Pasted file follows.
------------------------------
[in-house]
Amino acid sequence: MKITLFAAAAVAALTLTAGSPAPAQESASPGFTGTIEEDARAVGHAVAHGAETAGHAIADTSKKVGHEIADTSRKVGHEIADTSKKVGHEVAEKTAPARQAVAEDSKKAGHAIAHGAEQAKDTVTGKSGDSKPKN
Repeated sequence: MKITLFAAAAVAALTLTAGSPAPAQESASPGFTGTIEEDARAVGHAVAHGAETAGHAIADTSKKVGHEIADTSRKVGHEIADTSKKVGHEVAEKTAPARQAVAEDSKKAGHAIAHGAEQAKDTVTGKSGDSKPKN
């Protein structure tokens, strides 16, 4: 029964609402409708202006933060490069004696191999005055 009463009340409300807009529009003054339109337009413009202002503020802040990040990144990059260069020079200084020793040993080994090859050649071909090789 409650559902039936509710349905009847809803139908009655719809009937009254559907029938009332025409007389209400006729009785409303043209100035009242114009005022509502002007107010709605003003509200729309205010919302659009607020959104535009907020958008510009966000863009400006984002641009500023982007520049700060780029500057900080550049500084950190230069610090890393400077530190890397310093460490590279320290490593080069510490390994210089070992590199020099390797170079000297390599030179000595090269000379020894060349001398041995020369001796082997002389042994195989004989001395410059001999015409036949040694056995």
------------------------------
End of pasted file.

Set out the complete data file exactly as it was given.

[in-house]
Amino acid sequence: MKITLFAAAAVAALTLTAGSPAPAQESASPGFTGTIEEDARAVGHAVAHGAETAGHAIADTSKKVGHEIADTSRKVGHEIADTSKKVGHEVAEKTAPARQAVAEDSKKAGHAIAHGAEQAKDTVTGKSGDSKPKN
Repeated sequence: MKITLFAAAAVAALTLTAGSPAPAQESASPGFTGTIEEDARAVGHAVAHGAETAGHAIADTSKKVGHEIADTSRKVGHEIADTSKKVGHEVAEKTAPARQAVAEDSKKAGHAIAHGAEQAKDTVTGKSGDSKPKN
């Protein structure tokens, strides 16, 4: 029964609402409708202006933060490069004696191999005055 009463009340409300807009529009003054339109337009413009202002503020802040990040990144990059260069020079200084020793040993080994090859050649071909090789 409650559902039936509710349905009847809803139908009655719809009937009254559907029938009332025409007389209400006729009785409303043209100035009242114009005022509502002007107010709605003003509200729309205010919302659009607020959104535009907020958008510009966000863009400006984002641009500023982007520049700060780029500057900080550049500084950190230069610090890393400077530190890397310093460490590279320290490593080069510490390994210089070992590199020099390797170079000297390599030179000595090269000379020894060349001398041995020369001796082997002389042994195989004989001395410059001999015409036949040694056995």